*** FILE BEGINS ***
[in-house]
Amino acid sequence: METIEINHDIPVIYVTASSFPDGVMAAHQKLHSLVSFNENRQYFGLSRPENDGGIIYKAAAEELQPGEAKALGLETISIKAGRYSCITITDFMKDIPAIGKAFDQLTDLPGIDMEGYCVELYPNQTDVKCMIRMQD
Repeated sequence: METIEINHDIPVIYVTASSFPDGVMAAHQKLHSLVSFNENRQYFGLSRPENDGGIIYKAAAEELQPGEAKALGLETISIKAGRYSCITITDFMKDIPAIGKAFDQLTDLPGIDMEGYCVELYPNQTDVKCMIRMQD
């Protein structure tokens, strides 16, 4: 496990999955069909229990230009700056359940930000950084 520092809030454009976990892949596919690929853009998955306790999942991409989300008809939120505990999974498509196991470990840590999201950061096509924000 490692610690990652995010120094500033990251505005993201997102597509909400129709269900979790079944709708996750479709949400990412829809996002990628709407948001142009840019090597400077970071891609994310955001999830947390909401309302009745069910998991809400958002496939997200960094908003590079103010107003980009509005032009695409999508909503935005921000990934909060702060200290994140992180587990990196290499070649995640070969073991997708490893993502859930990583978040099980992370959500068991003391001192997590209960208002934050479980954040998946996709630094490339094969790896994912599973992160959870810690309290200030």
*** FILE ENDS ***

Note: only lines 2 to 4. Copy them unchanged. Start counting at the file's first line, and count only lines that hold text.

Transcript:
Amino acid sequence: METIEINHDIPVIYVTASSFPDGVMAAHQKLHSLVSFNENRQYFGLSRPENDGGIIYKAAAEELQPGEAKALGLETISIKAGRYSCITITDFMKDIPAIGKAFDQLTDLPGIDMEGYCVELYPNQTDVKCMIRMQD
Repeated sequence: METIEINHDIPVIYVTASSFPDGVMAAHQKLHSLVSFNENRQYFGLSRPENDGGIIYKAAAEELQPGEAKALGLETISIKAGRYSCITITDFMKDIPAIGKAFDQLTDLPGIDMEGYCVELYPNQTDVKCMIRMQD
């Protein structure tokens, strides 16, 4: 496990999955069909229990230009700056359940930000950084 520092809030454009976990892949596919690929853009998955306790999942991409989300008809939120505990999974498509196991470990840590999201950061096509924000 490692610690990652995010120094500033990251505005993201997102597509909400129709269900979790079944709708996750479709949400990412829809996002990628709407948001142009840019090597400077970071891609994310955001999830947390909401309302009745069910998991809400958002496939997200960094908003590079103010107003980009509005032009695409999508909503935005921000990934909060702060200290994140992180587990990196290499070649995640070969073991997708490893993502859930990583978040099980992370959500068991003391001192997590209960208002934050479980954040998946996709630094490339094969790896994912599973992160959870810690309290200030």